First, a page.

2. Get a handle on your debt. Start organizing bills and stop putting them aside. Figure out how much you owe everyone, figure out what debt has the highest interest rate, and focus on paying down that debt first.
  3. Clean out your closet and donate the clothes you haven’t worn in 24 months. Did I mention that charitable donations are tax-deductible?
  4. Shop around for insurance. Have you been using the same company for 5 years without comparing rates? You might be able to reduce insurance rates by comparison shopping.
  5. Cancel subscriptions that you don’t use. Have you been receiving a magazine you don’t care for anymore? Are you still subscribing to xBox live even though you don’t use it? Cancel the subscriptions and stop paying for service you don’t use.
  6. Compare shop for cable/internet. Some companies offer a deal if you “bundle” cable/internet and commit to a year or two long contract. If you are feeling really adventurous, cancel cable completely and try using Hulu/Netflix.
  7. Check on your cell phone usage. Is there a new plan available that can better suit your needs? If you cell phone plan expires soon, ask yourself if you really need that fancy new smartphone. Odds are, you don’t.

Sunday Shout Outs


Photo Courtesy of 

This week I had tons of time to browse the interwebs because I was sick at home.  I’m finally feeling better, and although being sick was pretty awful, the silver lining was that I had plenty of time to check out and enjoy other bloggers’ writing.  Here are some of my favorites: 

How To Coupon – An Exercise in Frugality

Fear of Not Having Enough Money – Budget and the Beach

How I Became the Budgetnista (The Bike Story) – The Budgetnista

Went in the Grocery Store for One Item But… – Debt Round Up

You Vs. Debt: A Financial Guide for Controlling Your Expenses – Girls Just Wanna Have Funds

#Tag Getting to Know the “Person” Behind the PF Blog – Living Debt Free Rocks

30 Days & No Drinking – I’ll Cheer to That – Mo’ Money Mo’ Houses

Renting Out a Room in Your House – Moneyglare

10 Positive Financial Habits – No Debt Brunette

Rules for a One Night Stand – Thought Catalog (Not personal finance related, but hilarious)

Mean Spirited Friends – House Haters  – Student Debt Survivor

Thanks to everyone for the well wishes and for reading this week!  See you on the other side of Monday.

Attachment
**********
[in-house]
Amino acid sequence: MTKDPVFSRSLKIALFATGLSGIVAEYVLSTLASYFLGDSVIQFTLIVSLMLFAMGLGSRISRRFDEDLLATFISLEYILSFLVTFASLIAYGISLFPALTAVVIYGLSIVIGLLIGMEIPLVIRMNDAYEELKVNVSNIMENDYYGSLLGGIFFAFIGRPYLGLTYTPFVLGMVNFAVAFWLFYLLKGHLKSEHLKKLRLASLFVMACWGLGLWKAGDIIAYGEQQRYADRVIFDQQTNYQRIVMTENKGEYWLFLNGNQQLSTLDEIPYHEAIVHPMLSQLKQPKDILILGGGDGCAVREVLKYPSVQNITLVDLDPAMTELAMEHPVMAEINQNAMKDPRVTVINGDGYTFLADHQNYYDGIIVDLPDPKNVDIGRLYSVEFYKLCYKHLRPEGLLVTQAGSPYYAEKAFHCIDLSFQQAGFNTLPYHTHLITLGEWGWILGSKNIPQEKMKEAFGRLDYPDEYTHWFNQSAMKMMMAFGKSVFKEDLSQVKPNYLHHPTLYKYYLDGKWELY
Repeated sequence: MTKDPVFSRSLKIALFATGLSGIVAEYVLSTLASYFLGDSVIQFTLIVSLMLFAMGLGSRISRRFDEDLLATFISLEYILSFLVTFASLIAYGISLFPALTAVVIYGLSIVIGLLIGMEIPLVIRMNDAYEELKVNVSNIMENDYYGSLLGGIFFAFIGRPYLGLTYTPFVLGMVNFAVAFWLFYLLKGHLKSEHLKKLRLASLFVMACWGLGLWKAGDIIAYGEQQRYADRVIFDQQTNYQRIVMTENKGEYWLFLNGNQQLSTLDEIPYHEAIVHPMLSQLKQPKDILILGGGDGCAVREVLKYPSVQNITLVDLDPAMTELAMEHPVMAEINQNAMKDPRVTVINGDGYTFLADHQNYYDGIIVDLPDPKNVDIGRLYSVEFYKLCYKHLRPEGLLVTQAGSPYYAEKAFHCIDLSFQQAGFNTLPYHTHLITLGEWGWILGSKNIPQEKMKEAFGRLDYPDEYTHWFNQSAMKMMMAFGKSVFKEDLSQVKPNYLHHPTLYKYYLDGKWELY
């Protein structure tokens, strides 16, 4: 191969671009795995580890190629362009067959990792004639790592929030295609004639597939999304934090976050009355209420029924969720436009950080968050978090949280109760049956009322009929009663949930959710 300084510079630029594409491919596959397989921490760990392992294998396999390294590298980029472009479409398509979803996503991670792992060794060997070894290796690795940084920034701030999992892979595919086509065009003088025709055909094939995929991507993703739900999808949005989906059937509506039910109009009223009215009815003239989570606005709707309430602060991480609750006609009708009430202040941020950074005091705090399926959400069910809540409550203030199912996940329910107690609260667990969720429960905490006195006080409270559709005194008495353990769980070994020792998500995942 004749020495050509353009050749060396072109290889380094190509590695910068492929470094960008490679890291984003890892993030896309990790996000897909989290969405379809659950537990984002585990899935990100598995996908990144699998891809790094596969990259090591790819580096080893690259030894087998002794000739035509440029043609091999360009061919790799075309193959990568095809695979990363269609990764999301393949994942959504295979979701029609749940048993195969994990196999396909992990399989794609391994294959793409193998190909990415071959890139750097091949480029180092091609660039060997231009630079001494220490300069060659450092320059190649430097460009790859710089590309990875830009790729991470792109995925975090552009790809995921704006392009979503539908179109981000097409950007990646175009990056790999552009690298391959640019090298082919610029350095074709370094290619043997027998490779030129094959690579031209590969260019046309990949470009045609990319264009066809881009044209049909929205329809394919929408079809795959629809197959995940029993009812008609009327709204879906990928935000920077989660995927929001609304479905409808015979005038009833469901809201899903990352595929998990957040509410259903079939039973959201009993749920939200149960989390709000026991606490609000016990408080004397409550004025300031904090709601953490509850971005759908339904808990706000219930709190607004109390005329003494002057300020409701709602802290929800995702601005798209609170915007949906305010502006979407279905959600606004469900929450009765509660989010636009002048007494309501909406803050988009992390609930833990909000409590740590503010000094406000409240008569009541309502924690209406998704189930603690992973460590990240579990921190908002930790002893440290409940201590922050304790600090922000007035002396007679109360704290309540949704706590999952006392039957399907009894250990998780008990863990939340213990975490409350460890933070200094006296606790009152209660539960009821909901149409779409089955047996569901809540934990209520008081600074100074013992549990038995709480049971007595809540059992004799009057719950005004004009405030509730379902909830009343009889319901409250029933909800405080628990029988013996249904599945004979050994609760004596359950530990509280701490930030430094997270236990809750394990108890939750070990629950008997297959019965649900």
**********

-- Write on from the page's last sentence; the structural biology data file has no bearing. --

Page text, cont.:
xo – Christine




You Need an Emergency Fund. Really, You Do!


I was recently talking to a friend who told me that she never learned how to save money. Her family never saved, so she never saved. I learned that her family’s financial mantra is “you can’t take your money to the grave, so you might as well spend it today.” Although I’ve heard this philosophy, I was surprised to know that someone so close to me believed it!

Knowing this wasn’t sound financial wisdom, I decided to introduce my friend to the phrase “saving for a rainy day.” It refers to the idea of a savings account where you stash enough money for a “rainy” (crappy) day. Things that could cause said “rainy” day include unexpected emergencies such as getting laid off, illness, large unforeseen expenses (car accident, leaky roof, etc.), and so on. The purpose of the emergency fund is to provide you with the resources to deal with the unexpected challenges that life can something put in your path.

There is a general rule of thumb for saving up enough money to deal with the unexpected. Most financial planners will tell you that you need to save up enough money to cover three to six months of expenses (rent/mortgage, transportation, food, bills, etc.) for your emergency fund. The money in this fund should be liquid, meaning you can quickly, easy access it. This way, if you are laid off/get sick/incur a large expense, you can easily withdraw the money you need to support yourself while you get back on your feet.